Responding to criticism aimed at violent video games after the school shootings in Littleton, Colo., Disneyland has pulled the plug on several coin-operated arcade games in which players shoot at human targets.
Workers unplugged or removed 30 games from the Tomorrowland and Critter Country arcades and two Disney-owned hotels just west of the park late last month.
Disneyland executives would not provide a list of the titles removed, but said the games were not in keeping with the park's family image.
"We just don't think there's any place for violent video games at Disneyland," said park spokesman Ray Gomez. "This had probably been under consideration for a while, but the events in April brought it to the forefront of our thinking."
The park's new policy distinguishes between games in which the targets are living creatures and simple accuracy contests.
The classic Frontierland shooting gallery, where players shoot at light-sensitive targets including tombstones, lanterns and rocks, remains unaltered. The theme park also continues to sell toy guns.
Disney's move reflects the widespread outcry against violent video games since 13 people were shot to death at Colorado's Columbine High School in mid-April. Shooters Eric Harris and Dylan Klebold, who then killed themselves, were rabid fans of the carnage-soaked titles "Quake" and "Doom."
Their actions, along with several other school killings in recent years, have led to speculation that video games desensitize children to bloodshed, though psychological studies have not proved any link between virtual and actual violence.
On Wednesday, the U.S. Senate authorized a study to look into charges that the entertainment industry targets children in marketing violent products.
Game makers, many of whom are attending the E3 trade show in Los Angeles this week, maintain that they have become scapegoats for tragedies for which there are no easy answers.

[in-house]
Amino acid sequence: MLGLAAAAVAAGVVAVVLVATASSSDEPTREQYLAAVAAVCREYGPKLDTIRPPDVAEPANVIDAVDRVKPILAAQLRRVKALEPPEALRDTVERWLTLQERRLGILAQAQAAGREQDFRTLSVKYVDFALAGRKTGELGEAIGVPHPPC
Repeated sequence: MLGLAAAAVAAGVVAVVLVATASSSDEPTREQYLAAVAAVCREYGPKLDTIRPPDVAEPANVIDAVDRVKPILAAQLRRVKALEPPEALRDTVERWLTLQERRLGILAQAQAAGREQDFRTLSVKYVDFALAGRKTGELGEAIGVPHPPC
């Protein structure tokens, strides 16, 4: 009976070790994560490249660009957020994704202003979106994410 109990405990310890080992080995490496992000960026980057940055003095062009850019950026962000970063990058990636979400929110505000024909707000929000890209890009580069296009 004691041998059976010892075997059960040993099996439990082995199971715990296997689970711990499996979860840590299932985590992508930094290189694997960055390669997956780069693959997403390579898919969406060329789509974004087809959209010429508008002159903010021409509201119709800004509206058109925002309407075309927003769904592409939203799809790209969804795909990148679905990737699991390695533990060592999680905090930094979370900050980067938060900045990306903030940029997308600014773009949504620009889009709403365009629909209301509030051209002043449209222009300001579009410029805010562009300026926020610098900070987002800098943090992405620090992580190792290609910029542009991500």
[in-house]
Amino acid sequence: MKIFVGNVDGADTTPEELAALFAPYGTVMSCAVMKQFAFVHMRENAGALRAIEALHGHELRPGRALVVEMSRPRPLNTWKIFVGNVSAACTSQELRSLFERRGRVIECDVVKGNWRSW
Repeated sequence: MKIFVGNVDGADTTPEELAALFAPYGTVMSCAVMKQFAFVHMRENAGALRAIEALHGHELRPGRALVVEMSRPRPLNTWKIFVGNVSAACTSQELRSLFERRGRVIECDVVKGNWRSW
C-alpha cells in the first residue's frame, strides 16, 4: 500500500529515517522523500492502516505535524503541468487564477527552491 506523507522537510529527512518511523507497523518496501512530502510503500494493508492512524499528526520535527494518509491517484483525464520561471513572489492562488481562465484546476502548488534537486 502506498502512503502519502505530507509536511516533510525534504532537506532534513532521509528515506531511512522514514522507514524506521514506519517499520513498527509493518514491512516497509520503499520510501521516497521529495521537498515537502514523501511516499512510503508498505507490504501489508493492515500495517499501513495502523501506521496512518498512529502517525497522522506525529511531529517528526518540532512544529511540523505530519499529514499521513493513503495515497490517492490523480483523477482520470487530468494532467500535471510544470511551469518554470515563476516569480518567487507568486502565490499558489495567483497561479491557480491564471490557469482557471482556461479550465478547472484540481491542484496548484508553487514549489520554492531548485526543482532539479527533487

"There's no research to show that violent video games lead to violence," said Douglas Lowenstein, president of the Interactive Digital Software Assn., at a breakfast kicking off the conference. "Video games don't teach people to hate. They don't teach people to be Nazis."
Executives with Chicago-based Midway Games Inc., one of the industry's largest arcade-game publishers and the maker of Mortal Kombat, would not comment on Disney's decision because they are among 25 defendants sued by three Kentucky families whose children were killed in an earlier school shooting.
But several game developers voiced concern, saying Disney's move could have a chilling effect on new projects and would set a precedent for other companies to reject video games for moral, not business, reasons.
Amir Rubin, chief executive of Santa Monica-based Interactive Light, said the backlash after the Littleton massacre had prompted his company to recast "Bounty Hunter," a hard-core title in development.
In the original version, players would chase criminals and shoot them down.
"And then this crazy slaughter thing happened and we knew we had to change the focus of the game," Rubin said, adding that the game will have more of a sci-fi theme. "Instead of shooting people with bullets, you can freeze them or glue them and capture them."
Interactive Light supplied several dinosaur-themed games to replace more violent games removed recently from Disney World in Orlando, Rubin said. Sales of sports games and other "wholesome" fare are picking up, he said.
Makers of coin-operated games are creating a rating system for arcade games similar to the one already used to grade software. Some arcade machines already bear stickers indicating the level of violence in their content.
Local theme parks and arcades have taken a variety of measures in response to concern about video violence.
Six Flags Magic Mountain in Valencia is offering a monthlong promotion in which anyone who turns in a toy gun or violent video game at a nearby sheriff's station gets a free park admission ticket.
At Dave & Buster's, which has entertainment centers in Irvine and Orange, the shoot-'em-ups Terraburst, L.A. Machine Gun and Time Crisis 2 are among the most popular arcade games.
But no one under 21 is allowed into the centers without an adult. Employees are supposed to make sure that adults are no more than an arm's length away when their children are playing violent games, said Reggie Moultrie, the chain's vice president of amusements.
"Our philosophy is, Mom, Dad, please monitor what your child is exposed to," Moultrie said.
Knott's Berry Farm executives say they took out arcade games in which players shoot at bad guys or monsters about five years ago. Players can still test their accuracy at Hunter's Paradise in Ghost Town, but their laser beams pierce only tree stumps, frying pans and other inanimate objects, said Bob Ochsner, the Buena Park attraction's manager of marketing and sales.
"It was just a matter of sensitivity," he said.
Times staff writer Jennifer Oldham contributed to this report.